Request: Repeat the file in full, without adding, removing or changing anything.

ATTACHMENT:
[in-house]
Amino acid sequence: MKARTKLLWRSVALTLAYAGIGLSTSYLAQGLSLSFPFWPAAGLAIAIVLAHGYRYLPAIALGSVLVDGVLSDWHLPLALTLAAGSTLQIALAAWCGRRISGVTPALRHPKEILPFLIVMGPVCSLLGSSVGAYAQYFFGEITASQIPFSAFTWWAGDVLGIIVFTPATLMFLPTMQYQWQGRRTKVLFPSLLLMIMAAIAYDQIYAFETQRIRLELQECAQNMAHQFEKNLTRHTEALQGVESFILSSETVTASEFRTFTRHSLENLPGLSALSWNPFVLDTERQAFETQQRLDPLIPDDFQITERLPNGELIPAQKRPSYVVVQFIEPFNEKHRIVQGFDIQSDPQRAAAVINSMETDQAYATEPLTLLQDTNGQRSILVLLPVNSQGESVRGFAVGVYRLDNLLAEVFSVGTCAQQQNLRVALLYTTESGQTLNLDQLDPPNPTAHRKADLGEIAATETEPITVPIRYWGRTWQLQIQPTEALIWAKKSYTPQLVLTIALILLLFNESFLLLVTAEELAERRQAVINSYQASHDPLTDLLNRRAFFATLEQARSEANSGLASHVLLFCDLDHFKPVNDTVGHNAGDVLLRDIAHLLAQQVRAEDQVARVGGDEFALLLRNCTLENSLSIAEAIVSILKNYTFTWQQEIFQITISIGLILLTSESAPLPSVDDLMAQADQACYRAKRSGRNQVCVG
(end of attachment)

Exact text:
[in-house]
Amino acid sequence: MKARTKLLWRSVALTLAYAGIGLSTSYLAQGLSLSFPFWPAAGLAIAIVLAHGYRYLPAIALGSVLVDGVLSDWHLPLALTLAAGSTLQIALAAWCGRRISGVTPALRHPKEILPFLIVMGPVCSLLGSSVGAYAQYFFGEITASQIPFSAFTWWAGDVLGIIVFTPATLMFLPTMQYQWQGRRTKVLFPSLLLMIMAAIAYDQIYAFETQRIRLELQECAQNMAHQFEKNLTRHTEALQGVESFILSSETVTASEFRTFTRHSLENLPGLSALSWNPFVLDTERQAFETQQRLDPLIPDDFQITERLPNGELIPAQKRPSYVVVQFIEPFNEKHRIVQGFDIQSDPQRAAAVINSMETDQAYATEPLTLLQDTNGQRSILVLLPVNSQGESVRGFAVGVYRLDNLLAEVFSVGTCAQQQNLRVALLYTTESGQTLNLDQLDPPNPTAHRKADLGEIAATETEPITVPIRYWGRTWQLQIQPTEALIWAKKSYTPQLVLTIALILLLFNESFLLLVTAEELAERRQAVINSYQASHDPLTDLLNRRAFFATLEQARSEANSGLASHVLLFCDLDHFKPVNDTVGHNAGDVLLRDIAHLLAQQVRAEDQVARVGGDEFALLLRNCTLENSLSIAEAIVSILKNYTFTWQQEIFQITISIGLILLTSESAPLPSVDDLMAQADQACYRAKRSGRNQVCVG